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ExomiR resetting of the energy profile in Hepatocellular Cancer (HCC) via the mitochondrial proteome

Project Description

Project description
The issue/problem
Hepatocellular cancer (HCC) is a primary liver cancer and one of the commonest cancers in the world. It is the third cause of cancer related death in developed countries and the second most common cancer death worldwide. Overall the prognosis is poor with most cases being diagnosed at an advanced stage of disease when curative options cannot be considered and with no treatment, 80% of patients will be dead at one year after diagnosis.

Dysregulation of cellular metabolism (how the cell produces energy) has been accepted as a hallmark of cancer thereby producing distinctive patterns of mitochondrial dysfunction. From a pilot study we have demonstrated that there are widespread changes in the mitochondrial proteome of HCC that would be predicted to alter the way in which the cell generates energy. We want to explore the metabolic network of HCC that captures the multiple events that define liver carcinogenesis and by understanding this “energy threshold” find a way to reset the system.

In recent years, exosomes have emerged as a new player in cell communication and in regulating physiological as well as pathological processes. Identification of microRNAs (miRNAs) inside exosomes has revolutionized the field. The characterization of exosome encapsulated miRNAs (exomiRs) holds the potential of providing a mechanistical insight into cancer driven alteration of the mitochondrial proteome as well as enable therapeutic manipulation of the system.

The approach/experimental plan
The student will work with primary hepatocytes and hepatocellular cancer cell lines, as well as patient samples. The main aims of the project is to isolate and characterize hepatocyte specific exosomes. Analytical techniques employed will encompass next generation sequencing, nanoparticle tracking analysis, flow cytometry and mass spectrometry. Further mechanistical work will involve high resolution respirometry (Oroboros/Seahorse) to assess functional effect of characterized liver ExomiR on mitochondria function in hepatocytes and hepatocellular cancer. The translational longterm goal of this research is to use the data to design therapeutic exosomes that can be used in patients with liver cancer. The emphasis of the project will be on translational science in order to change clinical practice and the skill set that the student acquires during the project will assist in their post doctoral career.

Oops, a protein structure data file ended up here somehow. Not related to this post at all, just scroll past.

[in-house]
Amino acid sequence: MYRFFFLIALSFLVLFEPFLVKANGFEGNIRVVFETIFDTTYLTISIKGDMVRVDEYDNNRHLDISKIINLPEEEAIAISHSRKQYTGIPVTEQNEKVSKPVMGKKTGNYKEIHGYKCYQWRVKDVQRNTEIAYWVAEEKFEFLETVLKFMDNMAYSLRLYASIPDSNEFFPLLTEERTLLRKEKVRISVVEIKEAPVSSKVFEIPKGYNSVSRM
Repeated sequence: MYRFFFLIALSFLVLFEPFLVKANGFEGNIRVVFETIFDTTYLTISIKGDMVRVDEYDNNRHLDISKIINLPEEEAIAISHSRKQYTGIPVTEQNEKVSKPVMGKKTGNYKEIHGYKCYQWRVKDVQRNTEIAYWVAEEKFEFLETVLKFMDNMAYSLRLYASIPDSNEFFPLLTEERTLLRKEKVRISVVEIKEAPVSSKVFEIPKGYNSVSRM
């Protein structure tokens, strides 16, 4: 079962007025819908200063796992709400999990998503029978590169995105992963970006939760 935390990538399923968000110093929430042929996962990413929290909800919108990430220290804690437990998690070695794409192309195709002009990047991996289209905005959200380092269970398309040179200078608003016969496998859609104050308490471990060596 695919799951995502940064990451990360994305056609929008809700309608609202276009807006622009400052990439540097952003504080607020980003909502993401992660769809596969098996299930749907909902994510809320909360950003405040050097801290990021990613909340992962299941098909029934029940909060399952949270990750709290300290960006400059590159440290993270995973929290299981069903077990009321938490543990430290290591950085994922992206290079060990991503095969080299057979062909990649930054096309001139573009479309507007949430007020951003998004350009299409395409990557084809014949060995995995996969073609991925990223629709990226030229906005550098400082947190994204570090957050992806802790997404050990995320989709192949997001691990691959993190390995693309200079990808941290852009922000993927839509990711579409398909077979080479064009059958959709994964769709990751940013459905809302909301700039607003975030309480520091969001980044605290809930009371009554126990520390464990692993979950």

The infrastructure/support
The location of this work will be in the Institute of Liver Studies at Kings College Hospital, where scientists work in parallel with clinicians. The Unit has an established track record in liver research in both adult and paediatric practice. The proposed research will build on an on going collaboration with John’s Hopkins Hospital, USA and Barts Cancer Institute, Queen Mary Univesity, London. The data generated will add to the Primary Liver Cancer Computational Pipeline that is being developed at Kings. The student will also be supported by the Hepatocyte Biology and Transplantation Group established at King’s.

Eligibility Criteria
Applicants should have a BSc Honours degree (First or Upper Second) or MSc (Distinction or Merit) in a biomedical science. The applicant needs to demonstrate a strong interest and self motivation, good computational skills, ability to think analytically and creatively. Good verbal and writing skills in English are required. Previous experience in a research laboratory would be advantageous.

The supervisor track record
Professor Nigel Heaton has led the liver transplant programme at King’s College Hospital for the past 25 years. Pioneering liver transplantation in adult and paediatrics, as well as establishing nationally recognised programmes for islet, hepatocyte and small bowel transplantation. He has over 400 published papers in peer reviewed journals.

Funding Notes

This studentship is fully funded by King's College Hospital Charity (View Website). The scholarship is for 3 years. The student will receive a stipend of £19,000 per year. The scholarship includes payment of Home/EU tuition fees to King’s College London for the 3 year period.

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